DEAR HARRIETTE: I was homeless for about two years. Finally, after a few false starts, a housing specialist was able to find me an amazing apartment in Brooklyn, New York. What I realize is that while I was homeless, I did not have to worry about purchasing groceries because the shelter I stayed in provided me with three meals per day. After two years, I went to the grocery store for the first time. While I was walking down the aisles, I stopped in my tracks. I stood still for about 10 minutes, paralyzed, because I didn't know what to purchase. I finally pulled myself together, bought a few items and went home.
Harriette, there are days when I have flashbacks to when I lived in the shelter system, and my past is trying to sabotage my future. I have come so far, but I realize how terrible my life had gotten. I have a job and am getting back on my feet. How do I stay focused on my positive progress without looking back? -- Next Steps
DEAR NEXT STEPS: Congratulations for getting through the system and staying as strong as you have. It is natural to have moments when it is hard to believe how far you have come. Now is a time when your faith is essential. You have made tremendous strides. Instead of trying to avoid your past, make a gratitude list that identifies what you have gone through and where you are today. Express gratitude for being able to go to the grocery store and having money to buy food. Be grateful for your job, which is helping you to be independent. When flashbacks occur, offer thanks for being able to survive the hard times.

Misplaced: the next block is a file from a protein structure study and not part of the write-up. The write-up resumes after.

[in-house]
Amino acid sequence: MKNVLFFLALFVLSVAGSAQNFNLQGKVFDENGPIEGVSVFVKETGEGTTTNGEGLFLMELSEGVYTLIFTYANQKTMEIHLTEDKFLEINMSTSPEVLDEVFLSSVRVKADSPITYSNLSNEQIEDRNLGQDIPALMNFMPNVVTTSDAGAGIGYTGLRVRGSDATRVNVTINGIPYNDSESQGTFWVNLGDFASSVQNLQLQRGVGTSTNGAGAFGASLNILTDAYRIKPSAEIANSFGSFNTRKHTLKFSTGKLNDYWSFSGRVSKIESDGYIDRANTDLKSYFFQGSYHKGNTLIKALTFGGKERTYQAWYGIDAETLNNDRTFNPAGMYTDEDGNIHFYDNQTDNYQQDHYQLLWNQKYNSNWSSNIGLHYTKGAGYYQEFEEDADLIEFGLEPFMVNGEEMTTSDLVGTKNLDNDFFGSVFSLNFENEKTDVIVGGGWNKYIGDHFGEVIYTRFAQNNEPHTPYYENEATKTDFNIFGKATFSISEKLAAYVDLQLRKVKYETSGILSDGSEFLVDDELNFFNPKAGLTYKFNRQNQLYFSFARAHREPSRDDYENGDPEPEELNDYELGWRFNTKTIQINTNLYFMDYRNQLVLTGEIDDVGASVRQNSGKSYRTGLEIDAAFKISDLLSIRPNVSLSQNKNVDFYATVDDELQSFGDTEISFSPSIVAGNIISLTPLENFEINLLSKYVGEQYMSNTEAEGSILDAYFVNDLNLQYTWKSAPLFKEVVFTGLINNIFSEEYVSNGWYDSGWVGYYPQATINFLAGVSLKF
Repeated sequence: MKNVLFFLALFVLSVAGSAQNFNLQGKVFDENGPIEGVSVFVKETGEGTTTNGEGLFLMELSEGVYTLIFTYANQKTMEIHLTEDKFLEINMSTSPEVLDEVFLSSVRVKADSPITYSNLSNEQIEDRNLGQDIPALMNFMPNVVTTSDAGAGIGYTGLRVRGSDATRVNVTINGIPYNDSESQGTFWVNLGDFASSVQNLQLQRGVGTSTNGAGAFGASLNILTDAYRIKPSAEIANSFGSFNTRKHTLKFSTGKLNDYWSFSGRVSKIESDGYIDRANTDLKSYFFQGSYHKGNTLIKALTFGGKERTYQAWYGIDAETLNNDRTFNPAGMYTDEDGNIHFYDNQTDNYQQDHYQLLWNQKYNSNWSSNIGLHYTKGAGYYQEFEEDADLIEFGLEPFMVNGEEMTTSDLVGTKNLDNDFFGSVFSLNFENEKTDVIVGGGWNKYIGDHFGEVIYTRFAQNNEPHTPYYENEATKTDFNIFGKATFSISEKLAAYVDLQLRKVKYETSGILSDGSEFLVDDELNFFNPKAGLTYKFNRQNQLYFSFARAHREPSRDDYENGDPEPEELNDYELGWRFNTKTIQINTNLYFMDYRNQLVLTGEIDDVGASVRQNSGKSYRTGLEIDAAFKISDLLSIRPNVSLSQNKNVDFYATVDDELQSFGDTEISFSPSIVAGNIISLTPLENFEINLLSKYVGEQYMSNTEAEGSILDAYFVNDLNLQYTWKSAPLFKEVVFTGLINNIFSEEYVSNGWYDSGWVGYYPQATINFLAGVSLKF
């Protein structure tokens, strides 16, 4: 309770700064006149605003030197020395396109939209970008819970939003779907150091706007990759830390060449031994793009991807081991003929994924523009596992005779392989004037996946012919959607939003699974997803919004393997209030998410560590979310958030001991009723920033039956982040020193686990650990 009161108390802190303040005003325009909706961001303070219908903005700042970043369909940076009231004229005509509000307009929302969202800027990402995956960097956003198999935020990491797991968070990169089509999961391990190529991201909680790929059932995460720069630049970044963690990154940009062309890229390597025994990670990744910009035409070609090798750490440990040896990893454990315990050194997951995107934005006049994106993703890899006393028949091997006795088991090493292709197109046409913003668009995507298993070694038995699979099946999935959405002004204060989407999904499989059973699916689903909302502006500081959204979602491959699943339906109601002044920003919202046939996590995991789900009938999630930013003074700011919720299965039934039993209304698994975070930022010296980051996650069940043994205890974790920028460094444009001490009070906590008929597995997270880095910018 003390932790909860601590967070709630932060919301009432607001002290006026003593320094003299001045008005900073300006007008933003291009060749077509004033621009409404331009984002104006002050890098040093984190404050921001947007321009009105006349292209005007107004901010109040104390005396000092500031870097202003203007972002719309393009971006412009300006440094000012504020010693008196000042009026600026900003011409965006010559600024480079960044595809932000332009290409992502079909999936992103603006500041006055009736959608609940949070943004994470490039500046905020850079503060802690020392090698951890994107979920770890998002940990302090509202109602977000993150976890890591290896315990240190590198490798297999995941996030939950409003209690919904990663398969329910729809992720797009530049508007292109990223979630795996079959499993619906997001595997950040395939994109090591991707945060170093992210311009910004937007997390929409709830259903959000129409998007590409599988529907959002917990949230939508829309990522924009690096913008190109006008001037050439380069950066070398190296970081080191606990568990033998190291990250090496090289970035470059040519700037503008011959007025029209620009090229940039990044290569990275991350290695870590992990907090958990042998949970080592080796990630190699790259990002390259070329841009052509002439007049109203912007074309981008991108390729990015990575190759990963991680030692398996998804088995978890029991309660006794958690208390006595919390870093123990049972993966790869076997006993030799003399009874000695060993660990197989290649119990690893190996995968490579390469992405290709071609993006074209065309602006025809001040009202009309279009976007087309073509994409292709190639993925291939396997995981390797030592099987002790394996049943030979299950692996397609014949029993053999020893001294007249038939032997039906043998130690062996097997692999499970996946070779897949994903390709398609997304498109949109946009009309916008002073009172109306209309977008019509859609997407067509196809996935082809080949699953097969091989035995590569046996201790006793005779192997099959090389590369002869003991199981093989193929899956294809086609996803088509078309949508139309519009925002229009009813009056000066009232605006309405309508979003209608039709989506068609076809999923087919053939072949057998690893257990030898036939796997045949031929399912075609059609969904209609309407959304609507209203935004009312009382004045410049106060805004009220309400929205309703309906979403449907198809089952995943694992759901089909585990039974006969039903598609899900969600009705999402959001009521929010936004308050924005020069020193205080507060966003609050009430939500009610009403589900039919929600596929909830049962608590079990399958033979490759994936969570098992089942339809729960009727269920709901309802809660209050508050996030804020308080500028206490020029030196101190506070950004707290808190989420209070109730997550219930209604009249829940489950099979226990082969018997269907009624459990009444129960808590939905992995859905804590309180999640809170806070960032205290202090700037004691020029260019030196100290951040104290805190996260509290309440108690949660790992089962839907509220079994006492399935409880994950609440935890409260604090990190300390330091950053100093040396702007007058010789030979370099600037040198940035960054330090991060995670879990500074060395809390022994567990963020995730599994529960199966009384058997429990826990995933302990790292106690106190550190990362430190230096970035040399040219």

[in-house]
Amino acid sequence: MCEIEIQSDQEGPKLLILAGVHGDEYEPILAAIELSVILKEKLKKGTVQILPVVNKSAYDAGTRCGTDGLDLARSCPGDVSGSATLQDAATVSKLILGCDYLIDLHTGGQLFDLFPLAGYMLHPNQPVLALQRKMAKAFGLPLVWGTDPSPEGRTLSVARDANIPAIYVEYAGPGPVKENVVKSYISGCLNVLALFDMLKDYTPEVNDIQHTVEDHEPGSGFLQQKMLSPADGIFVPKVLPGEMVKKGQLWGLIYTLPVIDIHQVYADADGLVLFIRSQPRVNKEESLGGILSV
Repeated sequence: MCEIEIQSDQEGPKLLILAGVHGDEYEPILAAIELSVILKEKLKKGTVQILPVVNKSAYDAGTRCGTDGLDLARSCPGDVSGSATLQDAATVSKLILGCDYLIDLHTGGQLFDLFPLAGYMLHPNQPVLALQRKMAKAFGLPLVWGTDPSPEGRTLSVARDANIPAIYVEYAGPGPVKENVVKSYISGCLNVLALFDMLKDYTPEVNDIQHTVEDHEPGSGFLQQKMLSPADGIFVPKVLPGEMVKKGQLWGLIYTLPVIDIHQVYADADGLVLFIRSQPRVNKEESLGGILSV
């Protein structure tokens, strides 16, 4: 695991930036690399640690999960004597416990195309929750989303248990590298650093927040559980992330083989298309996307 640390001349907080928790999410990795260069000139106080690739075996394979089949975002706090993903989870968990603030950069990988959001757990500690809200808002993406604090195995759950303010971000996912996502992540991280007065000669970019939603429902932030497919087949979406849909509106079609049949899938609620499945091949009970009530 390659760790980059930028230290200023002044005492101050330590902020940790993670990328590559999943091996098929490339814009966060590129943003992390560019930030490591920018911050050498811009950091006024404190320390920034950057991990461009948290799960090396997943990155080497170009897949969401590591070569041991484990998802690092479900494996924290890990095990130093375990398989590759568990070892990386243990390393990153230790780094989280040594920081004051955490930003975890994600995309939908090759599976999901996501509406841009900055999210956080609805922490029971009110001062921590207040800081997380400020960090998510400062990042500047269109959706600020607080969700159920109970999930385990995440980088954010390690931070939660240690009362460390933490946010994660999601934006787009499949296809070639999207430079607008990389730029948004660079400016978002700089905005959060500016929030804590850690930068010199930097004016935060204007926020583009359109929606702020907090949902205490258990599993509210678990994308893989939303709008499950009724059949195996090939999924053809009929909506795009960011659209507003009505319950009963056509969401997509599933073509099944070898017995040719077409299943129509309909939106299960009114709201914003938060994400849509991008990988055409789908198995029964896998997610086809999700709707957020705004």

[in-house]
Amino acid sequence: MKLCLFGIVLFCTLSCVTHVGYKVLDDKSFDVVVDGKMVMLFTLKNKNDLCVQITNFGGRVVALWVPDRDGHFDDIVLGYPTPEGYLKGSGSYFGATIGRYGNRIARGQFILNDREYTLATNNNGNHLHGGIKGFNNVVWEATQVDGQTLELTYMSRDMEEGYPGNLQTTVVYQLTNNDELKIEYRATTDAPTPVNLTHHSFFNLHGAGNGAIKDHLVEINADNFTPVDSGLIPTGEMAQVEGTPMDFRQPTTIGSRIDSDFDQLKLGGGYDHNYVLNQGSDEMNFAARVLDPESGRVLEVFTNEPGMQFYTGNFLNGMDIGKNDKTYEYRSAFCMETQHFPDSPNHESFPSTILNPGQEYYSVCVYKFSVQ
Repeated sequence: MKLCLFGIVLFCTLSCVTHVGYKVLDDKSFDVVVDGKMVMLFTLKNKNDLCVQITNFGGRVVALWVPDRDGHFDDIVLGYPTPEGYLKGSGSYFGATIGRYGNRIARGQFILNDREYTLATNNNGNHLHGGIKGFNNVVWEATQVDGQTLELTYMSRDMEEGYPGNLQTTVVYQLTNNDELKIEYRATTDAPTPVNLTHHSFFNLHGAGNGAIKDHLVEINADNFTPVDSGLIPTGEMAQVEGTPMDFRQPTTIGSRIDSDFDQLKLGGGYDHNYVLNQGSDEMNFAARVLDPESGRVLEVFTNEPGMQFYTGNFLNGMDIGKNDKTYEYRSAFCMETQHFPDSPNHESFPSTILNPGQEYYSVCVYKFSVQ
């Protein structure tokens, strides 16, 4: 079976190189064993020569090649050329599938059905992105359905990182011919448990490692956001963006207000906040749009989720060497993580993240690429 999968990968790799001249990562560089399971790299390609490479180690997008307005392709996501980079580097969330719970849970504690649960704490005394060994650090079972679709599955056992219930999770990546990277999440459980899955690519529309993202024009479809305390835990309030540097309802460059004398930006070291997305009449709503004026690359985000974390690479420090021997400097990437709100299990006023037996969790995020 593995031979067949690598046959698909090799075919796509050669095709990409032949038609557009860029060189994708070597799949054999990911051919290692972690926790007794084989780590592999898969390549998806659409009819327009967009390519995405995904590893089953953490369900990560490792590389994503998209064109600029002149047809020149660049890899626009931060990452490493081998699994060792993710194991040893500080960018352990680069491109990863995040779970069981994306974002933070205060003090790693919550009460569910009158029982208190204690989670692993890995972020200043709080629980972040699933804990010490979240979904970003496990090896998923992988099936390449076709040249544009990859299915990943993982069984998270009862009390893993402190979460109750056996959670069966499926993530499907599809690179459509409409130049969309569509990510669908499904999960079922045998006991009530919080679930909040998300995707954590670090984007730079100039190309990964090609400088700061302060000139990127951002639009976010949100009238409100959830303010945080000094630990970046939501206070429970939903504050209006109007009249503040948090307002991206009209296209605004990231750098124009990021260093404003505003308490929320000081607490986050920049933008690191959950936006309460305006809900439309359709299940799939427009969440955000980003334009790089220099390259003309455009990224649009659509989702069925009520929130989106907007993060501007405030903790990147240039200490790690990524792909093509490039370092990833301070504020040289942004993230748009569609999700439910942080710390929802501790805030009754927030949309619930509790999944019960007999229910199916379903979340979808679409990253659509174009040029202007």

Check with the caseworker who helped you to see if there is any mental health support that you can receive from the city to help you work through this transition period.Read more in: Money | Mental Health | Work & School
DEAR HARRIETTE: A few years ago, my daughter moved to New York City to pursue a career in fashion. She is now moving to Los Angeles to pursue her modeling career, and she has secured a couple of campaigns prior to her moving west. I am proud of her because she is taking advantage of every opportunity in front of her, but this presents a dilemma for me. My daughter is my last child to leave the house, and I will have an empty nest for the first time in 23 years. The idea of living in this large house by myself bothers me. I'm thinking about moving to LA start a new life for myself and see what the world has to offer. What are your thoughts? -- Going West
DEAR GOING WEST: It is understandable that you want to downsize your life and make a change since your children will be gone, but following your daughter should be done with caution. Talk to her to see if she welcomes the idea of you moving to LA with her. Your daughter is building her life and exercising her independence. Make sure that you don’t stymie that because of your new insecurities. If she likes your idea, be sure to set up your own life and not be reliant on her.
(Harriette Cole is a lifestylist and founder of DREAMLEAPERS, an initiative to help people access and activate their dreams. You can send questions to firstname.lastname@example.org or c/o Andrews McMeel Syndication, 1130 Walnut St., Kansas City, MO 64106.)Read more in: Family & Parenting